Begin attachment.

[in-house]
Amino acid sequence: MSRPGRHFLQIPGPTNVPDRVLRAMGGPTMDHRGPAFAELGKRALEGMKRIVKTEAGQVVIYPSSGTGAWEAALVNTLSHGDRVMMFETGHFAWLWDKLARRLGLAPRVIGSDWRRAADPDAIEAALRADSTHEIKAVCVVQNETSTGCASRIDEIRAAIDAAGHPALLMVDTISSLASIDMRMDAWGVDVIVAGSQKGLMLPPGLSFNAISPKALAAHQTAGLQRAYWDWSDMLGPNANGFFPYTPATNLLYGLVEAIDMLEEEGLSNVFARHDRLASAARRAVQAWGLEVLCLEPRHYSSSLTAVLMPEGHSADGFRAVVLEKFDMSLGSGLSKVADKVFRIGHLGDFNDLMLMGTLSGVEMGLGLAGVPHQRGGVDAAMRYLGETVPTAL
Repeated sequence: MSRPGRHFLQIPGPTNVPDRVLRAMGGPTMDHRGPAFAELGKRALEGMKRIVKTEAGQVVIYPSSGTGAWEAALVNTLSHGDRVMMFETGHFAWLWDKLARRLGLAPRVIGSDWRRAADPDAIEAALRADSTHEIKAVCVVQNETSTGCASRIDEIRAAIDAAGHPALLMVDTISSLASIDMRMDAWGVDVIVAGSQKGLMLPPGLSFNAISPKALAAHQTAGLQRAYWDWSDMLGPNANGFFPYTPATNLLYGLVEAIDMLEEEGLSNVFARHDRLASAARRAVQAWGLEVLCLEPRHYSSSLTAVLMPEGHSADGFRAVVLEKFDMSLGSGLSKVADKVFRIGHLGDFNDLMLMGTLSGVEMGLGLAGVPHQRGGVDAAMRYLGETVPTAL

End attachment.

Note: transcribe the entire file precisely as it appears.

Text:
[in-house]
Amino acid sequence: MSRPGRHFLQIPGPTNVPDRVLRAMGGPTMDHRGPAFAELGKRALEGMKRIVKTEAGQVVIYPSSGTGAWEAALVNTLSHGDRVMMFETGHFAWLWDKLARRLGLAPRVIGSDWRRAADPDAIEAALRADSTHEIKAVCVVQNETSTGCASRIDEIRAAIDAAGHPALLMVDTISSLASIDMRMDAWGVDVIVAGSQKGLMLPPGLSFNAISPKALAAHQTAGLQRAYWDWSDMLGPNANGFFPYTPATNLLYGLVEAIDMLEEEGLSNVFARHDRLASAARRAVQAWGLEVLCLEPRHYSSSLTAVLMPEGHSADGFRAVVLEKFDMSLGSGLSKVADKVFRIGHLGDFNDLMLMGTLSGVEMGLGLAGVPHQRGGVDAAMRYLGETVPTAL
Repeated sequence: MSRPGRHFLQIPGPTNVPDRVLRAMGGPTMDHRGPAFAELGKRALEGMKRIVKTEAGQVVIYPSSGTGAWEAALVNTLSHGDRVMMFETGHFAWLWDKLARRLGLAPRVIGSDWRRAADPDAIEAALRADSTHEIKAVCVVQNETSTGCASRIDEIRAAIDAAGHPALLMVDTISSLASIDMRMDAWGVDVIVAGSQKGLMLPPGLSFNAISPKALAAHQTAGLQRAYWDWSDMLGPNANGFFPYTPATNLLYGLVEAIDMLEEEGLSNVFARHDRLASAARRAVQAWGLEVLCLEPRHYSSSLTAVLMPEGHSADGFRAVVLEKFDMSLGSGLSKVADKVFRIGHLGDFNDLMLMGTLSGVEMGLGLAGVPHQRGGVDAAMRYLGETVPTAL